The Daily News editorial, "Let markets decide on smoking policies," on Feb. 12 argues that eliminating smoking in restaurants should come from market forces and not government regulation. This argument is based on a flawed assumption - that second-hand smoke is simply a matter of annoyance to non-smokers.
The key issue here is not annoyance, but the fact that second-hand cigarette smoke is a known carcinogen, and its presence poses a serious health risk for anyone nearby. Take a few minutes online and you will find several credible sources that point out the risk to public health - the American Cancer Society, the Environmental Protection Agency, the Mayo Clinic, and the Centers for Disease Control, just to name a few. Second-hand smoke is known to cause lung cancer, increase the risk of heart disease, trigger asthmatic attacks, and impact children's health in many ways. These are not issues of annoyance; they are issues of public health.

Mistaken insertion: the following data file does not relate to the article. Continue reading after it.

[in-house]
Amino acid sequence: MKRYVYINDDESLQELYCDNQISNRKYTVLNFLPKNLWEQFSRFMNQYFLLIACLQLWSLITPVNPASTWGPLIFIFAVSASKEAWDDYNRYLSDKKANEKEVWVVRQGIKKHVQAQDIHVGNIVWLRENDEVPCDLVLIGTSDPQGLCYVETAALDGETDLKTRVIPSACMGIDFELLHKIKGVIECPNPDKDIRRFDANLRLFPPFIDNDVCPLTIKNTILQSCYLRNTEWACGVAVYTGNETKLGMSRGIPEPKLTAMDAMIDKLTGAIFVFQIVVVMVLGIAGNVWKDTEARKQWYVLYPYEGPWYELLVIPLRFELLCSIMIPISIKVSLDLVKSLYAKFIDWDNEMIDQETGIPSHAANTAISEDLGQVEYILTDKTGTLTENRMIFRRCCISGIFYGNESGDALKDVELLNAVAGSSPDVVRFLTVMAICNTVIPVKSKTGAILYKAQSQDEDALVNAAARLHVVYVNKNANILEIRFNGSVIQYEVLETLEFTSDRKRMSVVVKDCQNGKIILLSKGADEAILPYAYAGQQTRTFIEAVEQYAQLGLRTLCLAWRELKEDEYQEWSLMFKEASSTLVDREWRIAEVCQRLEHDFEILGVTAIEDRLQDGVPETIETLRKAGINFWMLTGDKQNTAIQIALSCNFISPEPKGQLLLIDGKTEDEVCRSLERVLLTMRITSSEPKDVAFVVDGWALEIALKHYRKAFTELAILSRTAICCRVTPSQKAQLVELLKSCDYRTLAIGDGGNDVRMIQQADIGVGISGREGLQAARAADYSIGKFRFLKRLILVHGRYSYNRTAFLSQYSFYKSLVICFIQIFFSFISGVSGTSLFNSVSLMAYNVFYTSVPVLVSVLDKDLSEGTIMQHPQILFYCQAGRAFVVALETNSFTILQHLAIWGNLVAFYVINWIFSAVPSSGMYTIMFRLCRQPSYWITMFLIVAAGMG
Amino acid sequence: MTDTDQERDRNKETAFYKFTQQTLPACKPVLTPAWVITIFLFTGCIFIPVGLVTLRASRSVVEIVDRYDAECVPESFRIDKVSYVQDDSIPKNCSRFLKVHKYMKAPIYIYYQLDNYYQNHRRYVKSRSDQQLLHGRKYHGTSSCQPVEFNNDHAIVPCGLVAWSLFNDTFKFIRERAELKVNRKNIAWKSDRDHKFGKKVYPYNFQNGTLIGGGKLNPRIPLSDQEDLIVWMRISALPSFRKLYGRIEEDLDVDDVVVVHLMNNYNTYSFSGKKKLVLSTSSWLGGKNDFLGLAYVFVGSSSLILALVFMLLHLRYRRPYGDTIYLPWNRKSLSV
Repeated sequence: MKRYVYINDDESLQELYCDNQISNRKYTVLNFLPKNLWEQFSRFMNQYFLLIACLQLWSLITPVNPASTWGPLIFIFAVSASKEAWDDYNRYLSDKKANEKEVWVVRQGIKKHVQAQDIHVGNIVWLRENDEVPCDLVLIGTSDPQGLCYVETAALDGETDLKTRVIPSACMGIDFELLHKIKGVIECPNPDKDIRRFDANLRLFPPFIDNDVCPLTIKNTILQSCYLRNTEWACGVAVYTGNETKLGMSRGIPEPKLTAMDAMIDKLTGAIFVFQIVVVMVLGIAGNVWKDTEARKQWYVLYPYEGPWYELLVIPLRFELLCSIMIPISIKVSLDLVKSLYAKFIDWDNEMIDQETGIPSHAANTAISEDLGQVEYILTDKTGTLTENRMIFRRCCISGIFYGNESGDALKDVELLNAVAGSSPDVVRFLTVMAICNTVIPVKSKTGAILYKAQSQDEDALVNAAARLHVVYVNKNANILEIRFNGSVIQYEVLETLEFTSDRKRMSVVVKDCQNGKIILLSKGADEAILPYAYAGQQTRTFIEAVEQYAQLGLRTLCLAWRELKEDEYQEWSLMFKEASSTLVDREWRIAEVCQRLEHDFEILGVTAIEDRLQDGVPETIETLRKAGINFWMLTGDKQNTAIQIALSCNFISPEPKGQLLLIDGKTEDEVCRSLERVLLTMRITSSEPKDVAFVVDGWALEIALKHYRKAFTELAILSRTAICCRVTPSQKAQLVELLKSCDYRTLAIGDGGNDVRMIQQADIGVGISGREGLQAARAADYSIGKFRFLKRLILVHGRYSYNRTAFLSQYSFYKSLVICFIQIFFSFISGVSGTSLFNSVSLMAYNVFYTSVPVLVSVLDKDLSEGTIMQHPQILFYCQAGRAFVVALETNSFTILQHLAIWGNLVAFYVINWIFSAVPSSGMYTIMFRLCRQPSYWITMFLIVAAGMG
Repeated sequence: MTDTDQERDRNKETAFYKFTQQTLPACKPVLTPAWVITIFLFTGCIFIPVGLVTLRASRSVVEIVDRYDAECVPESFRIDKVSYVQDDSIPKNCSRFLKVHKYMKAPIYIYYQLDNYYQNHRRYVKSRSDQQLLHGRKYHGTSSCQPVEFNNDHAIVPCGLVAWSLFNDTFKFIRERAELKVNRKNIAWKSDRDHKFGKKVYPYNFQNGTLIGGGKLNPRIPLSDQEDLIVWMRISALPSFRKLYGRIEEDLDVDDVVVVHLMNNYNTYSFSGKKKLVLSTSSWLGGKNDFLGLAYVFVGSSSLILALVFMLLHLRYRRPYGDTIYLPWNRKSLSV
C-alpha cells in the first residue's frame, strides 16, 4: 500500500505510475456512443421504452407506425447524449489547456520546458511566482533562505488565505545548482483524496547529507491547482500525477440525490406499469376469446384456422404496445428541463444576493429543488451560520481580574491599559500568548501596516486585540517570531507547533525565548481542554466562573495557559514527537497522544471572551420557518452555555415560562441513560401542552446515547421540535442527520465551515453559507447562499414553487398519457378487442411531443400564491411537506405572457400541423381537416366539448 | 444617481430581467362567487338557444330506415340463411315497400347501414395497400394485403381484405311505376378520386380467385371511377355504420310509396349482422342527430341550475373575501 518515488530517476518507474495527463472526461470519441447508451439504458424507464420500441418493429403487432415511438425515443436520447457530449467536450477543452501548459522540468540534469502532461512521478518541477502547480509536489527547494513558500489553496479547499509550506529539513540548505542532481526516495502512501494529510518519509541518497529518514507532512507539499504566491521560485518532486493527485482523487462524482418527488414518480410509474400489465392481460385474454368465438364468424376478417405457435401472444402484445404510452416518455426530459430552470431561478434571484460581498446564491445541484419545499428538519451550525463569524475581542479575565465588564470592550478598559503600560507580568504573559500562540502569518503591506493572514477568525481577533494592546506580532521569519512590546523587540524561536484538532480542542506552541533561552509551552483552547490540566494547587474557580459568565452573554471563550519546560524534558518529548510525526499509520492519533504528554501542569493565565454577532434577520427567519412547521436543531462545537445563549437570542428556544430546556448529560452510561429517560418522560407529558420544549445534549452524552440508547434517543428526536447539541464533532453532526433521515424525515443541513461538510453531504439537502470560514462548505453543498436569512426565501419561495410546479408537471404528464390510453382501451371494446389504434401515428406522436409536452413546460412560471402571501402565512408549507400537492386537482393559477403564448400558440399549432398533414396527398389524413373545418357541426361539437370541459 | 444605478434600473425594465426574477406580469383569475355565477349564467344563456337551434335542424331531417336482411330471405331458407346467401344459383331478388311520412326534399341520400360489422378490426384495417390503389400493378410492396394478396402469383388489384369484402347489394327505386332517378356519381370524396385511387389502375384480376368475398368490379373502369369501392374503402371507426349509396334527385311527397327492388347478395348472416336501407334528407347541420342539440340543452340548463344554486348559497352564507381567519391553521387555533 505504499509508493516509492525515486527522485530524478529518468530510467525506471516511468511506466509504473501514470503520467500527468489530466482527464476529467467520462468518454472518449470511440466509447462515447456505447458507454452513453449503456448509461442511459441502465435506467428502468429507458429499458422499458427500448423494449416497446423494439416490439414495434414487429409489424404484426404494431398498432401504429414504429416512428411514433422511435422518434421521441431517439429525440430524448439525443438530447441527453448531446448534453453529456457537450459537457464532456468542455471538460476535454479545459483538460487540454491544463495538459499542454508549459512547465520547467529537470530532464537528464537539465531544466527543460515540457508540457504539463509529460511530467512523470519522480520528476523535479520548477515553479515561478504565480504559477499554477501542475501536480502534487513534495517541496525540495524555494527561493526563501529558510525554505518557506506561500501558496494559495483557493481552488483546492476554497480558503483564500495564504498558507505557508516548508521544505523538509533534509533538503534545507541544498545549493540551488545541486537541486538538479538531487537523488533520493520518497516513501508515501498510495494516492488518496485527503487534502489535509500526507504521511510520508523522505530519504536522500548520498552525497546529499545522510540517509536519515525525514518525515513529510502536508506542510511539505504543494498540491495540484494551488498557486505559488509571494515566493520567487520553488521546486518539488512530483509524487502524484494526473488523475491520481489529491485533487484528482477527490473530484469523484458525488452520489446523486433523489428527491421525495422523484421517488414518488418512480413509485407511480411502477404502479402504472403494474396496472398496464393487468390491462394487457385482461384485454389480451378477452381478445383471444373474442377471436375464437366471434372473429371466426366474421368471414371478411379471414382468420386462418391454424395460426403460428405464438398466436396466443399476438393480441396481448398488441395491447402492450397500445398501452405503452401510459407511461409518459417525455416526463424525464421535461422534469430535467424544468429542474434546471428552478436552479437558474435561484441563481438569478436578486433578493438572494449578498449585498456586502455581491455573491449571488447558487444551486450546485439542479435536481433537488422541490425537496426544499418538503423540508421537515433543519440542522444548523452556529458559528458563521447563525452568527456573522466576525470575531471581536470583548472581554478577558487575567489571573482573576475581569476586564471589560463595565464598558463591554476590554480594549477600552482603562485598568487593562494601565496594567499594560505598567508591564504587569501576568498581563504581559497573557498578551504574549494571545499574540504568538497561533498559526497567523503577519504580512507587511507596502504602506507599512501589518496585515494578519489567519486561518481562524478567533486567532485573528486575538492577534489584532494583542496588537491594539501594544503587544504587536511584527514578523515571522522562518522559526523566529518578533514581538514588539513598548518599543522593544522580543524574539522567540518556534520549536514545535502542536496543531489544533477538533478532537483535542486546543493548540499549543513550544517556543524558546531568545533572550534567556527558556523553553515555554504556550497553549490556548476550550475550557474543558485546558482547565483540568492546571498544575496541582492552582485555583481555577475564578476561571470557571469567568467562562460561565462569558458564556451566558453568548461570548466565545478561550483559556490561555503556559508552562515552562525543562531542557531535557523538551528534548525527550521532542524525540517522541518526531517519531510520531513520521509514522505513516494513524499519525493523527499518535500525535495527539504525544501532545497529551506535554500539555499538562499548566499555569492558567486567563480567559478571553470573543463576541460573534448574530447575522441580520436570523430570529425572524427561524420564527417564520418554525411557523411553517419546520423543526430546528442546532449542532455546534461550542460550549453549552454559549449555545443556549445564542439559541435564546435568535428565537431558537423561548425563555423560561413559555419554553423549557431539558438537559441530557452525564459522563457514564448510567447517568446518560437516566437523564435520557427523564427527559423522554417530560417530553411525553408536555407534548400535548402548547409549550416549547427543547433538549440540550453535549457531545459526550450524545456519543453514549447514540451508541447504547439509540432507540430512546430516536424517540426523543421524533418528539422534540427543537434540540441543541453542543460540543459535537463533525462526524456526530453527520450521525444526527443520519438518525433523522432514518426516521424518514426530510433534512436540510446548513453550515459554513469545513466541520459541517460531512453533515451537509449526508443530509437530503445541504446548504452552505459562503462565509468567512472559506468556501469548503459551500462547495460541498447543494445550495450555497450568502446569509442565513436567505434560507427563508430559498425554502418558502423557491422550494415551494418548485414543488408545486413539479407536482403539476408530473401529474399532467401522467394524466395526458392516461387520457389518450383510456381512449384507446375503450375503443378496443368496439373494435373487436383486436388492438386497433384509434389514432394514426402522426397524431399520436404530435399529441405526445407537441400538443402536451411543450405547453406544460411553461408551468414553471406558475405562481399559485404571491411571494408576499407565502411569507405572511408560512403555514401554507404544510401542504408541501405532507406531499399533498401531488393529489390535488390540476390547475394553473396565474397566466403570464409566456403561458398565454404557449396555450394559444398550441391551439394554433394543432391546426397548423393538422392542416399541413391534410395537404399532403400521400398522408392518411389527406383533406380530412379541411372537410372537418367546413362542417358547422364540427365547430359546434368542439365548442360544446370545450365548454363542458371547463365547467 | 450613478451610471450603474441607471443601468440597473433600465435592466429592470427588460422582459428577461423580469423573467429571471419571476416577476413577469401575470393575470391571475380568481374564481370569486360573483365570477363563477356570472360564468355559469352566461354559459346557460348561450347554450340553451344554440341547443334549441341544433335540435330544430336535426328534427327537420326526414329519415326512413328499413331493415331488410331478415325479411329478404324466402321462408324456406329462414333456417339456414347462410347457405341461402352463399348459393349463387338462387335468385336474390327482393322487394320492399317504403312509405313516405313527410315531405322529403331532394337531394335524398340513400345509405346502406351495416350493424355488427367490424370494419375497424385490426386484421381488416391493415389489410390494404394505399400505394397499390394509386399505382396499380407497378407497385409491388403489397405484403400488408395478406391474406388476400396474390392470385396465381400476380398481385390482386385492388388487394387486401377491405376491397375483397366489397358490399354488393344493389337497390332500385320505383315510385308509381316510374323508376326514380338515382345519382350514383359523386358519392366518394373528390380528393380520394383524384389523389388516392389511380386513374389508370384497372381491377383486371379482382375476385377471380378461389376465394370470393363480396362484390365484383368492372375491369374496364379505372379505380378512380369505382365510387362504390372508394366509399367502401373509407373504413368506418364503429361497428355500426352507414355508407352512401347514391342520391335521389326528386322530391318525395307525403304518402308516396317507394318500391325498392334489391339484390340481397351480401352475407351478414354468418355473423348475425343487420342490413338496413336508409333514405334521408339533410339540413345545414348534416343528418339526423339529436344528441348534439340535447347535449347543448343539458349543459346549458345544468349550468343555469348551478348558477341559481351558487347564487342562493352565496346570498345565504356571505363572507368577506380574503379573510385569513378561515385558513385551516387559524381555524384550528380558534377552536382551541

One responsibility of government is to protect its citizens, and over the past few decades it has made great strides in public health issues. Through government regulations, for example, OSHA and other organizations protect the public from exposure to asbestos, an insulating material known to cause lung cancer and other ailments.
If asbestos or other airborne carcinogens were found in a restaurant, that building would be closed and sealed until the danger to public health was eliminated. We would not suggest that consumers should speak with their dollars until the owner listens and eliminates the health danger. Yet we view second-hand tobacco smoke - another known carcinogen - as an "annoyance" that simply offends non-smokers' noses and sensibilities.
If local government fails to act on this issue of public health, it will fail in one of its fundamental obligations, the protection of its citizens.